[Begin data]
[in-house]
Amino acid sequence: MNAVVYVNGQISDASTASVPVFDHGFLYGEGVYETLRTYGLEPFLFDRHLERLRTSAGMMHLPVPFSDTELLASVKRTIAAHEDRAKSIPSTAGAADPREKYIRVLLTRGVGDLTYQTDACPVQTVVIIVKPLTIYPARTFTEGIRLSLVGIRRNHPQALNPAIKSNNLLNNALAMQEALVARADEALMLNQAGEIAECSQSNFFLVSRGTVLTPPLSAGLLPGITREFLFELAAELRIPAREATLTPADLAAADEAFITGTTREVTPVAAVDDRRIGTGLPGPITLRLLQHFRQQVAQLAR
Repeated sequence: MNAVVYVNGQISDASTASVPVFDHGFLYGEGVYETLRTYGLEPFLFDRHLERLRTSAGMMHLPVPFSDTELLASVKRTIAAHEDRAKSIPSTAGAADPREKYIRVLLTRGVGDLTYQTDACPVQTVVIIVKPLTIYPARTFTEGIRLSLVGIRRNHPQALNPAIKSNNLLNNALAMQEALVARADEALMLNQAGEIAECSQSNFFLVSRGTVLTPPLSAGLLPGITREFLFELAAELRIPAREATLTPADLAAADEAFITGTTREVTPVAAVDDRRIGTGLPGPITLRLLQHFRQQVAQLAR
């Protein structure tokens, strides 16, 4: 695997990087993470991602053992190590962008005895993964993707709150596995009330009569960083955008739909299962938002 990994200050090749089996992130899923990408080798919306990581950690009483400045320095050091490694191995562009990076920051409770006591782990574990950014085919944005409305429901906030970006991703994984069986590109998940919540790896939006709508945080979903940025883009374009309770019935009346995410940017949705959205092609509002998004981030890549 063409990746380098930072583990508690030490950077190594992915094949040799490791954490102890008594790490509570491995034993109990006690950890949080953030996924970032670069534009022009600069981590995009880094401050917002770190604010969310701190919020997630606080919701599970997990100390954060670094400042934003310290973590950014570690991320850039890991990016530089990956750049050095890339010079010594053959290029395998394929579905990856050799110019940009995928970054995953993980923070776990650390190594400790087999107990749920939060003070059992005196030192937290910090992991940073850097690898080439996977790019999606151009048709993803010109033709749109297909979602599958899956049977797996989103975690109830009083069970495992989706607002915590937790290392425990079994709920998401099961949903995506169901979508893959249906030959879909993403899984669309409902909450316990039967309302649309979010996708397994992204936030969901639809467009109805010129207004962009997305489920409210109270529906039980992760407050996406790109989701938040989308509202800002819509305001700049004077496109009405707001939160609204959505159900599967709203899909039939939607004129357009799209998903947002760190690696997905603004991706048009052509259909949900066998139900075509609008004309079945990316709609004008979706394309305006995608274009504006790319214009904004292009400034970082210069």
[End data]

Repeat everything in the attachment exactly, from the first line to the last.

[in-house]
Amino acid sequence: MNAVVYVNGQISDASTASVPVFDHGFLYGEGVYETLRTYGLEPFLFDRHLERLRTSAGMMHLPVPFSDTELLASVKRTIAAHEDRAKSIPSTAGAADPREKYIRVLLTRGVGDLTYQTDACPVQTVVIIVKPLTIYPARTFTEGIRLSLVGIRRNHPQALNPAIKSNNLLNNALAMQEALVARADEALMLNQAGEIAECSQSNFFLVSRGTVLTPPLSAGLLPGITREFLFELAAELRIPAREATLTPADLAAADEAFITGTTREVTPVAAVDDRRIGTGLPGPITLRLLQHFRQQVAQLAR
Repeated sequence: MNAVVYVNGQISDASTASVPVFDHGFLYGEGVYETLRTYGLEPFLFDRHLERLRTSAGMMHLPVPFSDTELLASVKRTIAAHEDRAKSIPSTAGAADPREKYIRVLLTRGVGDLTYQTDACPVQTVVIIVKPLTIYPARTFTEGIRLSLVGIRRNHPQALNPAIKSNNLLNNALAMQEALVARADEALMLNQAGEIAECSQSNFFLVSRGTVLTPPLSAGLLPGITREFLFELAAELRIPAREATLTPADLAAADEAFITGTTREVTPVAAVDDRRIGTGLPGPITLRLLQHFRQQVAQLAR
């Protein structure tokens, strides 16, 4: 695997990087993470991602053992190590962008005895993964993707709150596995009330009569960083955008739909299962938002 990994200050090749089996992130899923990408080798919306990581950690009483400045320095050091490694191995562009990076920051409770006591782990574990950014085919944005409305429901906030970006991703994984069986590109998940919540790896939006709508945080979903940025883009374009309770019935009346995410940017949705959205092609509002998004981030890549 063409990746380098930072583990508690030490950077190594992915094949040799490791954490102890008594790490509570491995034993109990006690950890949080953030996924970032670069534009022009600069981590995009880094401050917002770190604010969310701190919020997630606080919701599970997990100390954060670094400042934003310290973590950014570690991320850039890991990016530089990956750049050095890339010079010594053959290029395998394929579905990856050799110019940009995928970054995953993980923070776990650390190594400790087999107990749920939060003070059992005196030192937290910090992991940073850097690898080439996977790019999606151009048709993803010109033709749109297909979602599958899956049977797996989103975690109830009083069970495992989706607002915590937790290392425990079994709920998401099961949903995506169901979508893959249906030959879909993403899984669309409902909450316990039967309302649309979010996708397994992204936030969901639809467009109805010129207004962009997305489920409210109270529906039980992760407050996406790109989701938040989308509202800002819509305001700049004077496109009405707001939160609204959505159900599967709203899909039939939607004129357009799209998903947002760190690696997905603004991706048009052509259909949900066998139900075509609008004309079945990316709609004008979706394309305006995608274009504006790319214009904004292009400034970082210069």